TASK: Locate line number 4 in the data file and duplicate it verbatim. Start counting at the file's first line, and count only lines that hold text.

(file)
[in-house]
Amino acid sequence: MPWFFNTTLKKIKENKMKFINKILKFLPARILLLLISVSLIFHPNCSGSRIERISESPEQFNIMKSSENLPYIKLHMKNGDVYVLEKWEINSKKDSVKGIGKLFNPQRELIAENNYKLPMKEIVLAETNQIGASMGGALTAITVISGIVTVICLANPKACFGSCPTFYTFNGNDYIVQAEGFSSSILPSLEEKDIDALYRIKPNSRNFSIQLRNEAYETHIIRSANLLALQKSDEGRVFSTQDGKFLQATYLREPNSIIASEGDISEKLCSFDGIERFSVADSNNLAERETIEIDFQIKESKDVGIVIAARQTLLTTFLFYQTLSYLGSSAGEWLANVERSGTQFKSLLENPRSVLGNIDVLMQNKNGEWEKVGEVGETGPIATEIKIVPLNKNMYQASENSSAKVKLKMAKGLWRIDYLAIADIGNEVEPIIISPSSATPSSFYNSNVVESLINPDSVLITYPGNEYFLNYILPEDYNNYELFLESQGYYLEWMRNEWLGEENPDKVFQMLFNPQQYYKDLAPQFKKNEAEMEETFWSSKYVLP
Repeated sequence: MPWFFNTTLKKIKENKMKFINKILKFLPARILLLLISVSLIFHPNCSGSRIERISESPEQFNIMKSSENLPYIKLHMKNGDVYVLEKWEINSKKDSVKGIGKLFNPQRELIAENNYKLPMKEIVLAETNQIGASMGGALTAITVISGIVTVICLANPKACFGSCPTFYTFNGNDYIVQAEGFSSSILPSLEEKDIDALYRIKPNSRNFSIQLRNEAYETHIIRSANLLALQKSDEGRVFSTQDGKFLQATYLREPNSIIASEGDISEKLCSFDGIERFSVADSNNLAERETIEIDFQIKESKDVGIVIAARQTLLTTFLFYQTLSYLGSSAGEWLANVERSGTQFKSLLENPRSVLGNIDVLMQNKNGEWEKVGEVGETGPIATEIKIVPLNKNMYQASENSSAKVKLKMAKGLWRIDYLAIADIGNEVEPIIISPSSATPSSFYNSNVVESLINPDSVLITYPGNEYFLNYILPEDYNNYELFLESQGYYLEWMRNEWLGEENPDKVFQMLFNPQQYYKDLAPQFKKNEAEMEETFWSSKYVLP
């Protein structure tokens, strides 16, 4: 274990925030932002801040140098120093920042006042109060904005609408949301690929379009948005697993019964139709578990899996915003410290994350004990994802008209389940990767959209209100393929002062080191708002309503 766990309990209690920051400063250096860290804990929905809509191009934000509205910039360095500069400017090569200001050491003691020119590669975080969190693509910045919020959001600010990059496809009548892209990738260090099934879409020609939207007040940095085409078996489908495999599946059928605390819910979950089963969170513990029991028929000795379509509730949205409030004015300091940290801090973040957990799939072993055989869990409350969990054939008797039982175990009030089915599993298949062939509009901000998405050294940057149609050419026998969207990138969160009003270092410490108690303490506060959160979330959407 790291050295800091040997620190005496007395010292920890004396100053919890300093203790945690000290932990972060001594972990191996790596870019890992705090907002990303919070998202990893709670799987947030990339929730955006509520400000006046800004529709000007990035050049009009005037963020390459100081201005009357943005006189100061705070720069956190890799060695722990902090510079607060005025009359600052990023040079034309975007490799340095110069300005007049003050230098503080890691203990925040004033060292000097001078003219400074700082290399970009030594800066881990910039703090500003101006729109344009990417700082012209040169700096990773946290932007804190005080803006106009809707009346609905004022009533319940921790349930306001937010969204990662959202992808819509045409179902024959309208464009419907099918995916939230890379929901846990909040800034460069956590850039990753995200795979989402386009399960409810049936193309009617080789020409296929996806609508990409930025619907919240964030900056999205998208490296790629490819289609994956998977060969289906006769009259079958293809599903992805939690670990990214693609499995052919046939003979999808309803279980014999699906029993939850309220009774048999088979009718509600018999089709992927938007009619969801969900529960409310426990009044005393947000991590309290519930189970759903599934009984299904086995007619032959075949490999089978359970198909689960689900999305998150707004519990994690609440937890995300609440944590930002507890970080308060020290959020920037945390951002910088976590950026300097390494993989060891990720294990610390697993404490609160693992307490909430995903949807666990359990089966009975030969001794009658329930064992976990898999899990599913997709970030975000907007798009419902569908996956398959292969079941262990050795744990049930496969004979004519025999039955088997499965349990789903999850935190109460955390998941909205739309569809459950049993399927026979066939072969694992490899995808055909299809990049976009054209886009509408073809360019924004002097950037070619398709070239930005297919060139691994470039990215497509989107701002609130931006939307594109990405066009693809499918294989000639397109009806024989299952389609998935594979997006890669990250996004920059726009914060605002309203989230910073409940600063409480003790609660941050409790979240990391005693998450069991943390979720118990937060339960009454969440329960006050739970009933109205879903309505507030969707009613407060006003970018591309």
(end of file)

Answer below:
């Protein structure tokens, strides 16, 4: 274990925030932002801040140098120093920042006042109060904005609408949301690929379009948005697993019964139709578990899996915003410290994350004990994802008209389940990767959209209100393929002062080191708002309503 766990309990209690920051400063250096860290804990929905809509191009934000509205910039360095500069400017090569200001050491003691020119590669975080969190693509910045919020959001600010990059496809009548892209990738260090099934879409020609939207007040940095085409078996489908495999599946059928605390819910979950089963969170513990029991028929000795379509509730949205409030004015300091940290801090973040957990799939072993055989869990409350969990054939008797039982175990009030089915599993298949062939509009901000998405050294940057149609050419026998969207990138969160009003270092410490108690303490506060959160979330959407 790291050295800091040997620190005496007395010292920890004396100053919890300093203790945690000290932990972060001594972990191996790596870019890992705090907002990303919070998202990893709670799987947030990339929730955006509520400000006046800004529709000007990035050049009009005037963020390459100081201005009357943005006189100061705070720069956190890799060695722990902090510079607060005025009359600052990023040079034309975007490799340095110069300005007049003050230098503080890691203990925040004033060292000097001078003219400074700082290399970009030594800066881990910039703090500003101006729109344009990417700082012209040169700096990773946290932007804190005080803006106009809707009346609905004022009533319940921790349930306001937010969204990662959202992808819509045409179902024959309208464009419907099918995916939230890379929901846990909040800034460069956590850039990753995200795979989402386009399960409810049936193309009617080789020409296929996806609508990409930025619907919240964030900056999205998208490296790629490819289609994956998977060969289906006769009259079958293809599903992805939690670990990214693609499995052919046939003979999808309803279980014999699906029993939850309220009774048999088979009718509600018999089709992927938007009619969801969900529960409310426990009044005393947000991590309290519930189970759903599934009984299904086995007619032959075949490999089978359970198909689960689900999305998150707004519990994690609440937890995300609440944590930002507890970080308060020290959020920037945390951002910088976590950026300097390494993989060891990720294990610390697993404490609160693992307490909430995903949807666990359990089966009975030969001794009658329930064992976990898999899990599913997709970030975000907007798009419902569908996956398959292969079941262990050795744990049930496969004979004519025999039955088997499965349990789903999850935190109460955390998941909205739309569809459950049993399927026979066939072969694992490899995808055909299809990049976009054209886009509408073809360019924004002097950037070619398709070239930005297919060139691994470039990215497509989107701002609130931006939307594109990405066009693809499918294989000639397109009806024989299952389609998935594979997006890669990250996004920059726009914060605002309203989230910073409940600063409480003790609660941050409790979240990391005693998450069991943390979720118990937060339960009454969440329960006050739970009933109205879903309505507030969707009613407060006003970018591309």